Knight Frank: Edinburgh and Glasgow retail centres among UK’s most resilient

Edinburgh’s iconic Jenners department store and Glasgow’s Buchanan Galleries may have changes of use ahead of them, but new analysis from Knight Frank indicates Scotland’s two largest cities are among the most resilient retail centres in the UK.

Knight Frank: Edinburgh and Glasgow retail centres among UK’s most resilient

The independent commercial property consultancy’s research found that Edinburgh had the most productive retail space of any major UK city outside of London, with the Scottish capital achieving a ‘sales density’ of £665 per sq. ft. prior to the opening of the St. James Quarter.

Glasgow was close behind, with £611 per sq. ft, against an average of £329 per sq. ft. across 39 UK cities analysed. A higher sales density figure indicates strong levels of productivity, while a low number suggests under-performance and/or an oversupply of retail space.

Edinburgh and Glasgow also performed well on other key measures assessing the health of retail destinations. Glasgow city centre has seen retail rents re-base just -1.9% over the last 10 years, while Edinburgh was -12.5% against a UK cities’ average of -35.2%. Last year, the vacancy rates in both cities were also below the UK cities’ average of 20.3%, at just 13% for Edinburgh and 18.7% for Glasgow.

The findings suggest that, although the Covid-19 pandemic has resulted in fundamental changes to the way people shop, Edinburgh and Glasgow’s retail offerings have proven resilient and the cities look set to remain among the UK’s top shopping destinations.

Alasdair Steele, head of Scotland commercial at Knight Frank, said: “There has been a lot of talk about retail re-purposing, but the level of activity has thus far been fairly limited. It can be a complicated and costly process and often the numbers do not stack up from an investor’s perspective.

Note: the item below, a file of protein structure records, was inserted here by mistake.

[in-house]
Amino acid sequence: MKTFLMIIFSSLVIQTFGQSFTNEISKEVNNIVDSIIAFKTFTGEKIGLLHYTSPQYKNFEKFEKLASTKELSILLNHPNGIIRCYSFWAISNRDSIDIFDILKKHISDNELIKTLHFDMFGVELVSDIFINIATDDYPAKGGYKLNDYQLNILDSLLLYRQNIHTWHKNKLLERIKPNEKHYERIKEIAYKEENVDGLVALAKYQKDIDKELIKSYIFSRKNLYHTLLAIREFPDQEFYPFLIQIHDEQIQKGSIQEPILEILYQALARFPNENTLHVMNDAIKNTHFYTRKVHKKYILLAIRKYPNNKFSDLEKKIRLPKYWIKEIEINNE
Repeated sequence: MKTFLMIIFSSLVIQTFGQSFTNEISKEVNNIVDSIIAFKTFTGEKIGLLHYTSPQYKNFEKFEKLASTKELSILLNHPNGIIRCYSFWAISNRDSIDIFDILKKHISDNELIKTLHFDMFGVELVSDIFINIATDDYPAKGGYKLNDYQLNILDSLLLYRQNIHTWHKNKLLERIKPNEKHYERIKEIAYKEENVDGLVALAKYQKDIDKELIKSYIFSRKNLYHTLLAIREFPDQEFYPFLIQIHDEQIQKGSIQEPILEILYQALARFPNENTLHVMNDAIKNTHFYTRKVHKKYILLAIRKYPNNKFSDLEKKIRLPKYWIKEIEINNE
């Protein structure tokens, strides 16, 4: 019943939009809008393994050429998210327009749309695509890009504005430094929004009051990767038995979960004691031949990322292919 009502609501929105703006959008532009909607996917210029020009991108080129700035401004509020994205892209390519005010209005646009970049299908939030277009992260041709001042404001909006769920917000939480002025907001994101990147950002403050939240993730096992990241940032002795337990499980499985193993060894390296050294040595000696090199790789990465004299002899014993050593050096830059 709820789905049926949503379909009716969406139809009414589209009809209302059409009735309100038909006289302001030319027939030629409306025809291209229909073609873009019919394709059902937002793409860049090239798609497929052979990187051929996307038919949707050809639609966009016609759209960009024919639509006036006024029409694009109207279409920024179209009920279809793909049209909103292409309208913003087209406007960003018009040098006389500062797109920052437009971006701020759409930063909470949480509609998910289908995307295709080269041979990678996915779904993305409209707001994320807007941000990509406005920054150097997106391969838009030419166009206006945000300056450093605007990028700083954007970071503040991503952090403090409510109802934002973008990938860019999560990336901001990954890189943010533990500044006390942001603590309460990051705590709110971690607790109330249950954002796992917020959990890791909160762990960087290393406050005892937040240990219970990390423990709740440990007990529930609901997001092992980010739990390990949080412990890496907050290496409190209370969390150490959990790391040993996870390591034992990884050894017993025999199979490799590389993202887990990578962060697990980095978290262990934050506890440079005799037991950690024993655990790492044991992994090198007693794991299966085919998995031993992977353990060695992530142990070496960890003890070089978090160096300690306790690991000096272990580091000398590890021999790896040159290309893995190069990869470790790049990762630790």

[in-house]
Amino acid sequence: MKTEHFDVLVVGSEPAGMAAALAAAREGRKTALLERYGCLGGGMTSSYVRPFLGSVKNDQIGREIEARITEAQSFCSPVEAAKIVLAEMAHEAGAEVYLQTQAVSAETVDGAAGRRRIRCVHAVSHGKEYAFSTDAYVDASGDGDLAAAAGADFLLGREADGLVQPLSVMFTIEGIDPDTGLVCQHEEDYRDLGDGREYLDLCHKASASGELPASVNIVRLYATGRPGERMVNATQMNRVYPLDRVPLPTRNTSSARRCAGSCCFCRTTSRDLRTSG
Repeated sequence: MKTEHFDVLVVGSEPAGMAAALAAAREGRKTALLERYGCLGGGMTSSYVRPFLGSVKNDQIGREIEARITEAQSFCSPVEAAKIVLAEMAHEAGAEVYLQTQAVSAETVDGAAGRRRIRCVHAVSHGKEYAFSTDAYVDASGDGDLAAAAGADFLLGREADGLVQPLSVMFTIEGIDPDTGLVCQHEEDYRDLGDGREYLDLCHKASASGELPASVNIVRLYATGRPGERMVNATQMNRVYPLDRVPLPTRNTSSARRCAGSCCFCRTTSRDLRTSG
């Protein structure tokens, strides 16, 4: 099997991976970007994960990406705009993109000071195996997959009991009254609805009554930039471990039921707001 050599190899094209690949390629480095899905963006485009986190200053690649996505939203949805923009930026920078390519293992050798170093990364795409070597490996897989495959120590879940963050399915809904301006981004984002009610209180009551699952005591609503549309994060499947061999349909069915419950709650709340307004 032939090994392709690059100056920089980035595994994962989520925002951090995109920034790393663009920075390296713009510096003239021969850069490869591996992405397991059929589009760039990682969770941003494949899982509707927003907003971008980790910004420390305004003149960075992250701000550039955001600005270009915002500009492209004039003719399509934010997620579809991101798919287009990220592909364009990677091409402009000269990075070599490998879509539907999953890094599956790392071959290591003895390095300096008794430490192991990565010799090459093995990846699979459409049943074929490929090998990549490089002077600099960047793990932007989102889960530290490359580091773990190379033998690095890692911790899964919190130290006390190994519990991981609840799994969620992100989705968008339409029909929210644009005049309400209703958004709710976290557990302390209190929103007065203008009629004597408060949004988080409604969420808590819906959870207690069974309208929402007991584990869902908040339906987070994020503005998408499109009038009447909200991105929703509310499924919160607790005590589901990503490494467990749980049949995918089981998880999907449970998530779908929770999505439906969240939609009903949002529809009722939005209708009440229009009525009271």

“The launch of the St. James Quarter in Edinburgh will undoubtedly have an effect on other retail pitches in the city – with the data capturing that still to come through. However, as the plans at Jenners demonstrate, there are opportunities to convert retail space that may be surplus to requirements and some of this could be used to address Edinburgh’s perennial lack of new office space under development.”

Stephen Springham, head of retail research at Knight Frank, added: “The proposed plans for Edinburgh’s Jenners department store and Buchanan Galleries are two of the highest profile examples of retail space being re-purposed in city centres in the UK.

“Yet, perhaps ironically, they are two of the least over-supplied city centre markets. The devil in the detail is that, in Scotland, our research suggests it is out-of-town where retail space is most over-supplied, rather than in city centres, and this is where change of use is most likely to follow. The question is whether this out-of-town floorspace is viable for alternative use.”

Share icon
Share this article: